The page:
If you need an accessible version of this item please contact JSTOR User Support

Chinese Ideographs and Western Ideas

Chad Hansen
The Journal of Asian Studies
Vol. 52, No. 2 (May, 1993), pp. 373-399
DOI: 10.2307/2059652
Stable URL: http://www.jstor.org/stable/2059652
Page Count: 27
  • Download PDF
  • Cite this Item

You are not currently logged in.

Access your personal account or get JSTOR access through your library or other institution:

login

Log in to your personal account or through your institution.

If you need an accessible version of this item please contact JSTOR User Support
Chinese Ideographs and Western Ideas
Preview not available

Abstract

Chad Hansen challenges views about written Chinese deriving from Leonard Bloomfield's aphorism, "Writing is not language, but merely a way of recording language by visible marks." This interpretation of written Chinese-forcefully advanced by Peter Boodberg, William Boltz, John DeFrancis, and David Keightley-holds that any written language is representationally dependent upon speech and consequently Chinese characters are not ideographic. Hansen argues such views are incorrect because they fail to explain mathematics or sign language, and conflict with results from brain research; further, he rejects as circular Aristotelian notions that ideas interpose between written words and things. Hansen is convinced that Chinese characters are like Arabic numbers and require no such mediation. He believes that if we understand Chinese characters as ideographic, we can unlock a conventional path to linguistic meaning that present Western theory misses, namely, that characters do not represent ideas, but replace them in semantic theory. He argues that Chinese characters function as public conventions of meaning and thus are "ideographic" in the common sense of the word. He holds that studies of sign languages and studies of language function in the human brain both indicate that language is not dependent upon speech and can be based upon patterns of signs. Thus, he concludes that even if any written form of language based on Chinese characters can be shown to derive from speech, that does not disprove the ideographic nature of the characters. Thus, it is proper to continue to use the popular term "ideographic" when describing Chinese or other East Asian languages using Chinese characters.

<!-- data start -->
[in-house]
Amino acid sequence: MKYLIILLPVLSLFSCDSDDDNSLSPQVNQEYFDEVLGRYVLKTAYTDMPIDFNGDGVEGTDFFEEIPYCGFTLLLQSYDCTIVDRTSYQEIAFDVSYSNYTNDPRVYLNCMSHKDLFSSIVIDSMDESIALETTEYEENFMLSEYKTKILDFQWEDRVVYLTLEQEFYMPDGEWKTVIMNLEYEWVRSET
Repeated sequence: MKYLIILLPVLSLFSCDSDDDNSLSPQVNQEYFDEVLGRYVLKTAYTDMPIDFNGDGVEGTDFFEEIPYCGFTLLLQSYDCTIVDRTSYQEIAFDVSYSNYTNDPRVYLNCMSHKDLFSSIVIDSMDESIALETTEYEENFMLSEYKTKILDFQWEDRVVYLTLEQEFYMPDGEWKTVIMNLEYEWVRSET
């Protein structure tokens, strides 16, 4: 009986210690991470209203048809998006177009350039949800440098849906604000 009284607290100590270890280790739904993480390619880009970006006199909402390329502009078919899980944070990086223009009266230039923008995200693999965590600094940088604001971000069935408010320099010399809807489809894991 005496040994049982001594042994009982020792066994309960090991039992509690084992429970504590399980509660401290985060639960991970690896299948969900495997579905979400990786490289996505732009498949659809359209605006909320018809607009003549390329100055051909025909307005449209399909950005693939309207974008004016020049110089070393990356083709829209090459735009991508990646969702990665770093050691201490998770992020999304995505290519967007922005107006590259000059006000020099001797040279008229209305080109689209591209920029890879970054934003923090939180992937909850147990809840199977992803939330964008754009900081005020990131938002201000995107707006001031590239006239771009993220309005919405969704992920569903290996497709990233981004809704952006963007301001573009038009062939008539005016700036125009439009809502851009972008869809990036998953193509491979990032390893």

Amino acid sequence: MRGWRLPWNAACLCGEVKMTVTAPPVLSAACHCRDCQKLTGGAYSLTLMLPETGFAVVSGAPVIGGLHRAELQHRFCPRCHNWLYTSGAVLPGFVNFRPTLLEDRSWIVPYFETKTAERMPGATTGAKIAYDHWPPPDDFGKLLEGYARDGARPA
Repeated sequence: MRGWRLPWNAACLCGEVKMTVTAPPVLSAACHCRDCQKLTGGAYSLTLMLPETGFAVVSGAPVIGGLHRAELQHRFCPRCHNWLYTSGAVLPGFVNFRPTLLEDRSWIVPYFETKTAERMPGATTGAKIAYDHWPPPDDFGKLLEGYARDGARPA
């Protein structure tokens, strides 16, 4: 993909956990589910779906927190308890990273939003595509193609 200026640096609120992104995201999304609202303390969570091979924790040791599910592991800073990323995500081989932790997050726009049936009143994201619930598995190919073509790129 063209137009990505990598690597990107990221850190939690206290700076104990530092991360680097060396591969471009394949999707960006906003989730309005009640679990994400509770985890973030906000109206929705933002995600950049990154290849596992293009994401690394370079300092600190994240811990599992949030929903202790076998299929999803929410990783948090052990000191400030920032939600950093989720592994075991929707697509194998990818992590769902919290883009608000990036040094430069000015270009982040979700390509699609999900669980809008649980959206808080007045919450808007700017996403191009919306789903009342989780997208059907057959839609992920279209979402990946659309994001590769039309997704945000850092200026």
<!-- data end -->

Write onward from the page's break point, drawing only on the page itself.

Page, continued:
Page Thumbnails

  • Thumbnail: Page 
373
    373
  • Thumbnail: Page 
374
    374
  • Thumbnail: Page 
375
    375
  • Thumbnail: Page 
376
    376
  • Thumbnail: Page 
377
    377
  • Thumbnail: Page 
378
    378
  • Thumbnail: Page 
379
    379
  • Thumbnail: Page 
380
    380
  • Thumbnail: Page 
381
    381
  • Thumbnail: Page 
382
    382
  • Thumbnail: Page 
383
    383
  • Thumbnail: Page 
384
    384
  • Thumbnail: Page 
385
    385
  • Thumbnail: Page 
386
    386
  • Thumbnail: Page 
387
    387
  • Thumbnail: Page 
388
    388
  • Thumbnail: Page 
389
    389
  • Thumbnail: Page 
390
    390
  • Thumbnail: Page 
391
    391
  • Thumbnail: Page 
392
    392
  • Thumbnail: Page 
393
    393
  • Thumbnail: Page 
394
    394
  • Thumbnail: Page 
395
    395
  • Thumbnail: Page 
396
    396
  • Thumbnail: Page 
397
    397
  • Thumbnail: Page 
398
    398
  • Thumbnail: Page 
399
    399